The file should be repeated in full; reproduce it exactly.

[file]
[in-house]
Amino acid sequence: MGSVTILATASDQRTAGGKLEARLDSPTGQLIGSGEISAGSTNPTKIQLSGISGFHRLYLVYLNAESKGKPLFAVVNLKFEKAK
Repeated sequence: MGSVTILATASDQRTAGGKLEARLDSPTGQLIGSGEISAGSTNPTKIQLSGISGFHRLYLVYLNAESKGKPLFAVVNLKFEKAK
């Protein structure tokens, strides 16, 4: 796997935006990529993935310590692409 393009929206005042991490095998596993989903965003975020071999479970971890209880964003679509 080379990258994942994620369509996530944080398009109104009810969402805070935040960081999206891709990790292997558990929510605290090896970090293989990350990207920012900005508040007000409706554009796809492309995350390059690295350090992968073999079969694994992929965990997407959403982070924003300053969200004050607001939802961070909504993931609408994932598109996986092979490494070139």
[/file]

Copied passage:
[in-house]
Amino acid sequence: MGSVTILATASDQRTAGGKLEARLDSPTGQLIGSGEISAGSTNPTKIQLSGISGFHRLYLVYLNAESKGKPLFAVVNLKFEKAK
Repeated sequence: MGSVTILATASDQRTAGGKLEARLDSPTGQLIGSGEISAGSTNPTKIQLSGISGFHRLYLVYLNAESKGKPLFAVVNLKFEKAK
């Protein structure tokens, strides 16, 4: 796997935006990529993935310590692409 393009929206005042991490095998596993989903965003975020071999479970971890209880964003679509 080379990258994942994620369509996530944080398009109104009810969402805070935040960081999206891709990790292997558990929510605290090896970090293989990350990207920012900005508040007000409706554009796809492309995350390059690295350090992968073999079969694994992929965990997407959403982070924003300053969200004050607001939802961070909504993931609408994932598109996986092979490494070139």